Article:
A human rights campaigner has been barred from speaking at Warwick University after organisers were told she was “highly inflammatory and could incite hatred”.
Maryam Namazie, an Iranian-born campaigner against religious laws, had been invited to speak to the Warwick Atheists, Secularists and Humanists Society next month. But the student union blocked the event, telling the society that Namazie’s appearance could violate its external speaker policy.
“We have a duty of care to conduct a risk assessment for each speaker who wishes to come to campus. There a number of articles written both by the speaker and by others about the speaker that indicate that she is highly inflammatory, and could incite hatred on campus.”
The student union’s policy says external speakers are “not permitted to encourage, glorify or promote any acts of terrorism” or “spread hatred and intolerance in the community” and “must seek to avoid insulting other faiths or groups”.
Namazie said she hoped to go ahead with the event if Warwick changed its mind. “The student union seems to lack an understanding of the difference between criticising religion, an idea or a far-right political movement on the one hand and attacking and inciting hate against people on the other,” she wrote on her blog. “Inciting hatred is what the Islamists do; I and my organisation challenge them and defend the rights of ex-Muslims, Muslims and others to dissent.”
Namazie, who has written for the Guardian, is the spokesperson for One Law for All, a group that campaigns against sharia and religious laws, and a member of the Council of Ex-Muslims of Britain and the Worker-Communist party of Iran.
In 2005 she won the National Secularist Society’s prize for secularist of the year, presented by the Guardian columnist Polly Toynbee.
Some thought-provoking articles that reflect on how the left/liberal agenda has undermined society and commonsense leaving people unable to cope with the real world and which silences free speech and honest debate…
Students are increasingly seeking help for, and apparently having emotional crises over, problems of everyday life. Recent examples mentioned included a student who felt traumatized because her roommate had called her a “bitch” and two students who had sought counseling because they had seen a mouse in their off-campus apartment. The latter two also called the police, who kindly arrived and set a mousetrap for them.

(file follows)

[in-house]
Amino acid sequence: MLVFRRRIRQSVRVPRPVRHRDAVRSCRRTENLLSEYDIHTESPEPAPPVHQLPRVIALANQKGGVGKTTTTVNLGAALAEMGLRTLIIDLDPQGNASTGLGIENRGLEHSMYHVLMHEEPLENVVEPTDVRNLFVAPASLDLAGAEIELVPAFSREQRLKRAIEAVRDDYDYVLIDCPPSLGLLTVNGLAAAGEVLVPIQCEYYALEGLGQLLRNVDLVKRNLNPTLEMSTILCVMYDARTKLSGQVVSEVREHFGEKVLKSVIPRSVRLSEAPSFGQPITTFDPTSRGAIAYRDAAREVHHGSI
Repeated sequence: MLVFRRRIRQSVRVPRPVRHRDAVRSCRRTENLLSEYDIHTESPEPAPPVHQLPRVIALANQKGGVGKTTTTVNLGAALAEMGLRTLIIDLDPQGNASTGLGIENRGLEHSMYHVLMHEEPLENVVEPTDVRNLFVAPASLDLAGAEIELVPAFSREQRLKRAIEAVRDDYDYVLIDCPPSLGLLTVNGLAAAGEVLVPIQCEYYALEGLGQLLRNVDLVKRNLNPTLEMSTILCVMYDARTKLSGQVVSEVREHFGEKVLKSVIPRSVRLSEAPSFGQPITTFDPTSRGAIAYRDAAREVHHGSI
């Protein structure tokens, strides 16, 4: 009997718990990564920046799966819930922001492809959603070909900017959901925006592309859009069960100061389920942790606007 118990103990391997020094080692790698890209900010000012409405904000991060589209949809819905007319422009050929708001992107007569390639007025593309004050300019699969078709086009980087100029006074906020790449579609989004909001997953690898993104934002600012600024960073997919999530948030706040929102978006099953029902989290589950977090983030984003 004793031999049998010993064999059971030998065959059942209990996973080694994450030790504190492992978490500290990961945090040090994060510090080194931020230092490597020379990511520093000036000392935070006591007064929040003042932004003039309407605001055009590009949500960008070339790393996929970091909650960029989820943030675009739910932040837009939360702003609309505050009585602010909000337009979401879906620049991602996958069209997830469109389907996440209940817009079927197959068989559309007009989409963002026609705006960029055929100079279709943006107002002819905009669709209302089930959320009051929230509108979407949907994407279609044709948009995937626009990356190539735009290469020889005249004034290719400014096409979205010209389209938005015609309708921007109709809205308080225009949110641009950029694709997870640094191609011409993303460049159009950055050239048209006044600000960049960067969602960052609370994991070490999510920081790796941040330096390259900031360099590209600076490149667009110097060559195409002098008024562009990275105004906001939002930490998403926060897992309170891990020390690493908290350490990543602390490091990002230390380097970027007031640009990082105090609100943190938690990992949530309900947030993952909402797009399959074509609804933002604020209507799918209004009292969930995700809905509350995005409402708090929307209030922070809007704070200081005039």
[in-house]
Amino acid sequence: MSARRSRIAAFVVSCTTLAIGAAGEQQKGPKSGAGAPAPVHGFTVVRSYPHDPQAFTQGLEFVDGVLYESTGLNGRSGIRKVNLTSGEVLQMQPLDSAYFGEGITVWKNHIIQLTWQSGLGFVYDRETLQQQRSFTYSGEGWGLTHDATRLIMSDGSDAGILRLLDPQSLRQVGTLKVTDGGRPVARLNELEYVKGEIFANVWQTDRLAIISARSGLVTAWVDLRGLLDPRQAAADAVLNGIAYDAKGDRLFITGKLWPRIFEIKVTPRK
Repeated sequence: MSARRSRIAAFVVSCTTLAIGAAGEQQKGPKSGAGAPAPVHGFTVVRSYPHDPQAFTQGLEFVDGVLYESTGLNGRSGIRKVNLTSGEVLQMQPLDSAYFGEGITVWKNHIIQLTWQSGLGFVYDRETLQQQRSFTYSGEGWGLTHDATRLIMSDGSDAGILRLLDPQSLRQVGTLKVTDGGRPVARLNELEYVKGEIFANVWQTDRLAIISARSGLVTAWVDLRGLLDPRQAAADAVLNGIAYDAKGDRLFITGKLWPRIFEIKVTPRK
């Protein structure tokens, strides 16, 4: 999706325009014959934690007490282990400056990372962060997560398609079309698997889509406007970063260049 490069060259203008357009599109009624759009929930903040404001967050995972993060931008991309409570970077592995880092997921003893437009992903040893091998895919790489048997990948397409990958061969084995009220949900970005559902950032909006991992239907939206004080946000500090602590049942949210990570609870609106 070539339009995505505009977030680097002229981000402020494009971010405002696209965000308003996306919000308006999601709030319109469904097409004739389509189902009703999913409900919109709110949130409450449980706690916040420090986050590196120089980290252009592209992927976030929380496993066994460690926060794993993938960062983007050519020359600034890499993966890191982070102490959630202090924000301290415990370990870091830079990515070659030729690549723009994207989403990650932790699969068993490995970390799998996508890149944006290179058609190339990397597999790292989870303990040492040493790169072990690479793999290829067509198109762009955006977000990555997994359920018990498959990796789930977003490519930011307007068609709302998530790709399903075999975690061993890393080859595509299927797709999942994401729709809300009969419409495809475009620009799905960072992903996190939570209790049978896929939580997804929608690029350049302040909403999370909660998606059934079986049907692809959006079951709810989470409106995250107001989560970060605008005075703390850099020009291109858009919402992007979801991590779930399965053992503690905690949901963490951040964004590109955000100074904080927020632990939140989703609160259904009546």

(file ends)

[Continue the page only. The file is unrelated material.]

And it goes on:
Faculty at the meetings noted that students’ emotional fragility has become a serious problem when in comes to grading. Some said they had grown afraid to give low grades for poor performance, because of the subsequent emotional crises they would have to deal with in their offices.
President Barack Obama on Monday waded into the debate on political correctness saturating American colleges, forcefully rejecting the idea of tailoring curriculum or cutting funding based on the sensitivities of students.
During a town hall in Des Moines, Iowa, Obama described liberal college students—the kind of students who ban speakers from campus due to their political beliefs, at least—as “coddled.”
“I’ve heard of some college campuses where they don’t want to have a guest speaker who is too conservative. Or they don’t want to read a book if it has language that is offensive to African Americans, or somehow sends a demeaning signal towards women,” he said, according to The Hill.
“I’ve got to tell you, I don’t agree with that either. I don’t agree that you, when you become students at colleges, have to be coddled and protected from different points of views.”
In the name of emotional well-being, college students are increasingly demanding protection from words and ideas they don’t like. Here’s why that’s disastrous for education—and mental health.
Something strange is happening at America’s colleges and universities. A movement is arising, undirected and driven largely by students, to scrub campuses clean of words, ideas, and subjects that might cause discomfort or give offense. Last December, Jeannie Suk wrote in an online article for The New Yorker about law students asking her fellow professors at Harvard not to teach rape law—or, in one case, even use the word violate (as in “that violates the law”) lest it cause students distress.
Ladies, gentlemen, people of indeterminate gender.
There are two reasons you should be freaked out by political correctness.
The first is that it prevents people from saying what they want to say, from expressing what they believe to be true. And it is fundamentally illiberal to stop people from expressing their beliefs and their ideas.
And the second is that it prevents the rest of us from hearing those ideas and deciding for ourselves if they are good or bad. It infantilises all of us through denying us the right to weigh things up, to argue over them, to be the arbiters of what is right and what is wrong.
Instead it gives that role to a dictatorship of do-gooders, who decide on our behalf what words and thoughts are fit for public consumption.
On its own terms, political correctness is self-defeating. It drives away potential supporters, and substitutes linguistic change for social change. It replaces the desire to reform society with the desire to reform manners, and fails to understand that practised hypocrites and seasoned manipulators can meet the demand to observe correct form with ease. Indeed, they will welcome political correctness because it gives them new opportunities to intimidate and control…..Spastic too was once a euphemism that became an insult. In 1994, the Spastics’ Society changed its name to ‘Scope’ because children were ‘shouting you big spastic’ at each other in the playground. No good did the substitution do. As current dictionaries of slang report ‘scopey’ is now ‘a byword for spaz’.